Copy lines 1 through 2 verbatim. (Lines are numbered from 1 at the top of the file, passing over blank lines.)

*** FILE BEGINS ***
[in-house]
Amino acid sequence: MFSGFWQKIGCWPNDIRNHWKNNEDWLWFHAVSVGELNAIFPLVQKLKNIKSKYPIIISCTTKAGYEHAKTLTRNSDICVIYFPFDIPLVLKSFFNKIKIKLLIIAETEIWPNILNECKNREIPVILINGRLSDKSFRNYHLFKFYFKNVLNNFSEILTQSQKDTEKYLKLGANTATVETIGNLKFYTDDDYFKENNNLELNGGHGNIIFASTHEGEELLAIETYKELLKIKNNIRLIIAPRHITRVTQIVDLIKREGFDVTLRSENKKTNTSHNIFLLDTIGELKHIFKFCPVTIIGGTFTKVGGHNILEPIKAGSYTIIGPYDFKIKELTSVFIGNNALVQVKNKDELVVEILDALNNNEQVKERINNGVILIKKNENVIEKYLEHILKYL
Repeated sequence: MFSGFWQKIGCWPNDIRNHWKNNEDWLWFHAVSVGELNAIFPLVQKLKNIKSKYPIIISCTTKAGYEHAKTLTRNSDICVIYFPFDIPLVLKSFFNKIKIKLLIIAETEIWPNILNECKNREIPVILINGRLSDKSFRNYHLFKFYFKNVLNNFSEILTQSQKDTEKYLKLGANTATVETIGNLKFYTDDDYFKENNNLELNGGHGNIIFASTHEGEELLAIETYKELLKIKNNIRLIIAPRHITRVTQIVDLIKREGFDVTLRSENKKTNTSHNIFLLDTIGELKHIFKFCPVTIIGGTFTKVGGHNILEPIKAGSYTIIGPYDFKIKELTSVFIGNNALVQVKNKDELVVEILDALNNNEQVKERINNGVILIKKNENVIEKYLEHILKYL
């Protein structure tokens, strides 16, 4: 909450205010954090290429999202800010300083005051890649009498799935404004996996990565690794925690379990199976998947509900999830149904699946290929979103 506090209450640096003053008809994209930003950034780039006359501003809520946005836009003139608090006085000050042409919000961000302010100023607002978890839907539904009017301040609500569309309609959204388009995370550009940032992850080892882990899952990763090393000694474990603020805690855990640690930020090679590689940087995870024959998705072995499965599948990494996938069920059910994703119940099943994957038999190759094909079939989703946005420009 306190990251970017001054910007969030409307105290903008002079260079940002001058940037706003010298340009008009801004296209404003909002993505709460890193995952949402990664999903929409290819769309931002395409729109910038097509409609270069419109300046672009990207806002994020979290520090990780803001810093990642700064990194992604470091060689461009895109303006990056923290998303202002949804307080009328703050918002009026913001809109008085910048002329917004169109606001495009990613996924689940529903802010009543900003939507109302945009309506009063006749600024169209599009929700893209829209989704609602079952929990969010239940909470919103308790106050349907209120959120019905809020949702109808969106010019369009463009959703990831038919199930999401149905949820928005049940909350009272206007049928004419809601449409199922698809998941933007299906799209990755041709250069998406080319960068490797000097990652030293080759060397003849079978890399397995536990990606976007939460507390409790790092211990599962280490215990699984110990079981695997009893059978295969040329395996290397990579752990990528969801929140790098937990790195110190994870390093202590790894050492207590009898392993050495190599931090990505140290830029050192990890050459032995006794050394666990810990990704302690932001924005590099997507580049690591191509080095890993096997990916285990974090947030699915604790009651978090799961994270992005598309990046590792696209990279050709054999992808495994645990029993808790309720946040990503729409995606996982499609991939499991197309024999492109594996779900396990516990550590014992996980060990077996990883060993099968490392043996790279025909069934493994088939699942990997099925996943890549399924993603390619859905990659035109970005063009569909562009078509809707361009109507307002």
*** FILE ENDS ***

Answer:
[in-house]
Amino acid sequence: MFSGFWQKIGCWPNDIRNHWKNNEDWLWFHAVSVGELNAIFPLVQKLKNIKSKYPIIISCTTKAGYEHAKTLTRNSDICVIYFPFDIPLVLKSFFNKIKIKLLIIAETEIWPNILNECKNREIPVILINGRLSDKSFRNYHLFKFYFKNVLNNFSEILTQSQKDTEKYLKLGANTATVETIGNLKFYTDDDYFKENNNLELNGGHGNIIFASTHEGEELLAIETYKELLKIKNNIRLIIAPRHITRVTQIVDLIKREGFDVTLRSENKKTNTSHNIFLLDTIGELKHIFKFCPVTIIGGTFTKVGGHNILEPIKAGSYTIIGPYDFKIKELTSVFIGNNALVQVKNKDELVVEILDALNNNEQVKERINNGVILIKKNENVIEKYLEHILKYL